Source: Journal of Geophysical Research-Solid Earth, doi:10.1002/jgrb.50182, 2013 http://onlinelibrary.wiley.com/doi/10.1002/jgrb.50182/abstract
Title: Multiple transition zone seismic discontinuities and low velocity layers below western United States
Authors: B. Tauzin and Y. Ricard: Laboratoire de Geologie de Lyon, Terre, Planetes, Environnement, Universite Lyon, Villeurbanne Cedex, France;
R.D. van der Hilst: Department of Earth, Atmospheric, and Planetary Sciences, Massachusetts Institute of Technology, Cambridge, Massachusetts, USA;
G. Wittlinger: Institut de Physique du Globe de Strasbourg, Ecole et Observatoire des Sciences de la Terre, CNRS and Universite de Strasbourg, Strasbourg Cedex, France.
6. New global maps of surface ocean currents made from drifter data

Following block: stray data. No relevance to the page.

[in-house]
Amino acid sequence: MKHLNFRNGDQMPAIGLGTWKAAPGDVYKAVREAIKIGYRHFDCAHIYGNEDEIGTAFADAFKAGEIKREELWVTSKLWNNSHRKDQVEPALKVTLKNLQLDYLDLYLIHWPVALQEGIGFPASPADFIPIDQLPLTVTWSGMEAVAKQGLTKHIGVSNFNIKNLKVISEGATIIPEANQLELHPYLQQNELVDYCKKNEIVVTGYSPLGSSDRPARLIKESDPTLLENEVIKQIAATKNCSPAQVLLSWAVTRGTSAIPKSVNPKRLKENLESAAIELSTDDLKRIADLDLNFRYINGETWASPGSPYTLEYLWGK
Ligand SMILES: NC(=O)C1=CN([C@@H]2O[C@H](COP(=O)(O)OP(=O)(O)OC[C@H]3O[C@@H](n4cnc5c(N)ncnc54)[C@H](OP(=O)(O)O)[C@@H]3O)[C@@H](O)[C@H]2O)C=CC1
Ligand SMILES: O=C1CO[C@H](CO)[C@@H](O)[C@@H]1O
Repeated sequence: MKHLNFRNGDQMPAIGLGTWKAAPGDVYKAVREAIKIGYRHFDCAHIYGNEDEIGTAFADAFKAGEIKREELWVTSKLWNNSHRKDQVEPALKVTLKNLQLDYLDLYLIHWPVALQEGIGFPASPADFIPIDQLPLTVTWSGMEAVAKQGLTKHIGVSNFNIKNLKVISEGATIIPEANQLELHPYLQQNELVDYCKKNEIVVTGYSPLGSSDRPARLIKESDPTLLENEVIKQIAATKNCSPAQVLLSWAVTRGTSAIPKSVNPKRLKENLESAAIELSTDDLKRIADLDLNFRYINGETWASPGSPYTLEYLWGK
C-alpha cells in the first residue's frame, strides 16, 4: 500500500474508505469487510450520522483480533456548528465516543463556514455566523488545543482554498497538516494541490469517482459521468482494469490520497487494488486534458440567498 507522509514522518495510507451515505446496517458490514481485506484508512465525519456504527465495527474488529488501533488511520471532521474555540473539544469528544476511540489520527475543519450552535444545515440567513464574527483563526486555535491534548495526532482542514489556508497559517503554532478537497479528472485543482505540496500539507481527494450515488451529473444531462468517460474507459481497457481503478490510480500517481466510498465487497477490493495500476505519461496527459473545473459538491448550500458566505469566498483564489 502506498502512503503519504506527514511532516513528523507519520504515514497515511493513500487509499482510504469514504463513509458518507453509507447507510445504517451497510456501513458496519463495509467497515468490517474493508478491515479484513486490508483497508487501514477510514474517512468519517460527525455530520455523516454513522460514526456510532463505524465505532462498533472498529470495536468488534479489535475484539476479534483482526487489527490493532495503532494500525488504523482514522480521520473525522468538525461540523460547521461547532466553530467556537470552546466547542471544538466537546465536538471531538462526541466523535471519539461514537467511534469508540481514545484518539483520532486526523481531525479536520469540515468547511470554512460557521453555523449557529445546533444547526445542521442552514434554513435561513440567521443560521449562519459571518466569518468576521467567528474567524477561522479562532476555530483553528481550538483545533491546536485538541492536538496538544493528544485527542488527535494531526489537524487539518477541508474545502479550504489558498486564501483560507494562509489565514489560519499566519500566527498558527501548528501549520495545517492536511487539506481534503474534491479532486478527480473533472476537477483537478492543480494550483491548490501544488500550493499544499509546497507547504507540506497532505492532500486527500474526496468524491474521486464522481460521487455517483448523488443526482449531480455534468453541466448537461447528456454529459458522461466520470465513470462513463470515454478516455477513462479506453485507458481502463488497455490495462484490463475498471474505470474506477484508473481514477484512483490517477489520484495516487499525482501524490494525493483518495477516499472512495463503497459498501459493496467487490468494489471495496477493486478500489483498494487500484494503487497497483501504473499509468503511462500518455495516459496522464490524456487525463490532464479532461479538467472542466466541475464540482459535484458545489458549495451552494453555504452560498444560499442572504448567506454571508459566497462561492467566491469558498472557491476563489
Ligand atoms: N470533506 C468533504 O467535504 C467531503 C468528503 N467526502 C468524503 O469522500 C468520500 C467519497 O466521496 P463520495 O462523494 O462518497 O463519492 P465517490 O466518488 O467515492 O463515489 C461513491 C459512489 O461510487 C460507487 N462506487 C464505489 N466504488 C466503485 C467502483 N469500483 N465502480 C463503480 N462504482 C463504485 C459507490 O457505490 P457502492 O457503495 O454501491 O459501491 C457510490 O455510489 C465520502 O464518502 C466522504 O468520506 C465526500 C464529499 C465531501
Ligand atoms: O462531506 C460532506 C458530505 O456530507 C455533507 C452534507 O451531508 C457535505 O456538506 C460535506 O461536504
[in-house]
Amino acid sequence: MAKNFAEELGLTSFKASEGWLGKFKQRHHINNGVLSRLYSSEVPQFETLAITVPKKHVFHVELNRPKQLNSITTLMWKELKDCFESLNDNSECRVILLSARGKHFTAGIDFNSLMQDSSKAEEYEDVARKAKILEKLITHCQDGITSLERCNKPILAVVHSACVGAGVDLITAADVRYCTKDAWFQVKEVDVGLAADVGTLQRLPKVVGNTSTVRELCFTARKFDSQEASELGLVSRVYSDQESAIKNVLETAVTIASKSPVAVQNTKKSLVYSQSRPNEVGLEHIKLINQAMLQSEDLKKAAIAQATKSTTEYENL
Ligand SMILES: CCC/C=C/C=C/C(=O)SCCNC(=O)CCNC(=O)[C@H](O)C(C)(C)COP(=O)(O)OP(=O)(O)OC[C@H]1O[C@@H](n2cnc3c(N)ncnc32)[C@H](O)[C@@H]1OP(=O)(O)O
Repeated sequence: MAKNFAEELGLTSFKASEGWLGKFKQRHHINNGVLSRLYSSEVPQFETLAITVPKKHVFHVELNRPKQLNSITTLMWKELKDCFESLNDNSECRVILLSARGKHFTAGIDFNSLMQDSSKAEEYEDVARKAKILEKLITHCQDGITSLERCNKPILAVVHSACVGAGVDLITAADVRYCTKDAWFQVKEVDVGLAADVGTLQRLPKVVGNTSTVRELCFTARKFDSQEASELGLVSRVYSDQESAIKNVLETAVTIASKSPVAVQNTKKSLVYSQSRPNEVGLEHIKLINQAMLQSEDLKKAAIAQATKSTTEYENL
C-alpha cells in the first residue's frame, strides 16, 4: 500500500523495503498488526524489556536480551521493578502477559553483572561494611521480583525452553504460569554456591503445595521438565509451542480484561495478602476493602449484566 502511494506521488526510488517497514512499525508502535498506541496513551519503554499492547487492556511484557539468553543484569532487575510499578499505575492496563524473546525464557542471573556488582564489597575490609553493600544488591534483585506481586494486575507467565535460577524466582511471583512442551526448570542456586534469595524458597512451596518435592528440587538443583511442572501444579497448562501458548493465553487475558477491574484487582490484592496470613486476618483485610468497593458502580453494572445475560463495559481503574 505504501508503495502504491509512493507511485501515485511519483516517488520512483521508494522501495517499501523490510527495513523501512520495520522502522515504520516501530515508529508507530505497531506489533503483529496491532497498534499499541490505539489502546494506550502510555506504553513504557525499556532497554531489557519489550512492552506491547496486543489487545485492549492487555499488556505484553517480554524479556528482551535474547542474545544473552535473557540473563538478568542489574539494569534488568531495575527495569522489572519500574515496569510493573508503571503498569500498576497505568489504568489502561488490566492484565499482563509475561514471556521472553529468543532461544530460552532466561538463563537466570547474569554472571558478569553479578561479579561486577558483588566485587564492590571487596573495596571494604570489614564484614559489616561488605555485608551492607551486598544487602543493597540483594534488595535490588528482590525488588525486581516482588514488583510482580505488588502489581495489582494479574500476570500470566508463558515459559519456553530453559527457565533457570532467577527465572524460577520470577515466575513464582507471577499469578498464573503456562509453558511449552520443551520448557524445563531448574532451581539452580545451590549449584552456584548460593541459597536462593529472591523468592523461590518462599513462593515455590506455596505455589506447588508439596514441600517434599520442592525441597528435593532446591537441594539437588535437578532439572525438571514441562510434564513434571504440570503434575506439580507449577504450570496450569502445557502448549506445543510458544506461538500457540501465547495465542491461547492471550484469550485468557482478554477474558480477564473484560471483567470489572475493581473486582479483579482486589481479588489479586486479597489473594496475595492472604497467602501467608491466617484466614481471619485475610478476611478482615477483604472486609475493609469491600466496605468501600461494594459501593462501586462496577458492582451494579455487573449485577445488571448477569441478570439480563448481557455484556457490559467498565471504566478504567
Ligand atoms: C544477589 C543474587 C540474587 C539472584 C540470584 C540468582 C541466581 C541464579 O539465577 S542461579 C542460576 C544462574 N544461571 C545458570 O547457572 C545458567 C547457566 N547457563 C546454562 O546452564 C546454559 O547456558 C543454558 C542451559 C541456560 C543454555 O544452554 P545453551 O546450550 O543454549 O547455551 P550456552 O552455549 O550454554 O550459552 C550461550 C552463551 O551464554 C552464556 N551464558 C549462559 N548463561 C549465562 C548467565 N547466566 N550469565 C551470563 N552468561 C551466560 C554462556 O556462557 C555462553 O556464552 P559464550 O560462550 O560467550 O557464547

The Global Drifter Program, which began in 1979 in the tropical Pacific Ocean, now spans the globe with a total of 1,250 sensors. Tracked from orbit by satellites the array provides a means to observe global near-surface ocean circulation patterns.
To create an improved representation of the global ocean near-surface currents Lumpkin and Johnson devised a new technique to analyze drifter records. Using 6-hourly drifter observations from 1979 to 2012 the authors isolated the drifter movement caused by near-surface currents. They then calculated the current properties on a 0.5 by 0.5 degree grid. Their approach was novel in that the data were analyzed in elliptical bins, with the shape of each ellipse representing the range of variab
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